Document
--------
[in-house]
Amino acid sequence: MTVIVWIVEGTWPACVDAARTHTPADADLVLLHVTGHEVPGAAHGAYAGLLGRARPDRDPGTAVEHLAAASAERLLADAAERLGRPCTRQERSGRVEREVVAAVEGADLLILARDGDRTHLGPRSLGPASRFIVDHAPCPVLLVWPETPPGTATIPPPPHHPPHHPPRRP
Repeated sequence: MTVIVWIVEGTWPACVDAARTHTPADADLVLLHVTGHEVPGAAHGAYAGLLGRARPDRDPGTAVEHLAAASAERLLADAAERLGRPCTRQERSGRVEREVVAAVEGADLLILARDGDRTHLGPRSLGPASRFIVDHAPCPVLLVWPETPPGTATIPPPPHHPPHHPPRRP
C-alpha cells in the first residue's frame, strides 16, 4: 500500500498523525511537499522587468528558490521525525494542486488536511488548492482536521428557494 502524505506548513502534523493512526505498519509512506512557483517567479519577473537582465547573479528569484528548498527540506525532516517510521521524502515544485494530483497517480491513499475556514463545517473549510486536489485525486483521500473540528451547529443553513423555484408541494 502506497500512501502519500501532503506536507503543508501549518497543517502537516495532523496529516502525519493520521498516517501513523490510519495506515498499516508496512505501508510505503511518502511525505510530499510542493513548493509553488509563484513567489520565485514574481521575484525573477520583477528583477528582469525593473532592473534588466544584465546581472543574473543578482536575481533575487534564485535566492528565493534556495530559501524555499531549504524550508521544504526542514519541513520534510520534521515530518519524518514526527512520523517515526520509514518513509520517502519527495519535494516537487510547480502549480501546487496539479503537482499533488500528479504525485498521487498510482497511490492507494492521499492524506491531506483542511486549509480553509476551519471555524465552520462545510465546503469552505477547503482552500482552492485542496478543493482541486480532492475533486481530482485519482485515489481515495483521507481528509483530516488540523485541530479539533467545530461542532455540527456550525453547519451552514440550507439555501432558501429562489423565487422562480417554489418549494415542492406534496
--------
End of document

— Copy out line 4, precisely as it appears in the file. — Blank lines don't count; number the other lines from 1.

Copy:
C-alpha cells in the first residue's frame, strides 16, 4: 500500500498523525511537499522587468528558490521525525494542486488536511488548492482536521428557494 502524505506548513502534523493512526505498519509512506512557483517567479519577473537582465547573479528569484528548498527540506525532516517510521521524502515544485494530483497517480491513499475556514463545517473549510486536489485525486483521500473540528451547529443553513423555484408541494 502506497500512501502519500501532503506536507503543508501549518497543517502537516495532523496529516502525519493520521498516517501513523490510519495506515498499516508496512505501508510505503511518502511525505510530499510542493513548493509553488509563484513567489520565485514574481521575484525573477520583477528583477528582469525593473532592473534588466544584465546581472543574473543578482536575481533575487534564485535566492528565493534556495530559501524555499531549504524550508521544504526542514519541513520534510520534521515530518519524518514526527512520523517515526520509514518513509520517502519527495519535494516537487510547480502549480501546487496539479503537482499533488500528479504525485498521487498510482497511490492507494492521499492524506491531506483542511486549509480553509476551519471555524465552520462545510465546503469552505477547503482552500482552492485542496478543493482541486480532492475533486481530482485519482485515489481515495483521507481528509483530516488540523485541530479539533467545530461542532455540527456550525453547519451552514440550507439555501432558501429562489423565487422562480417554489418549494415542492406534496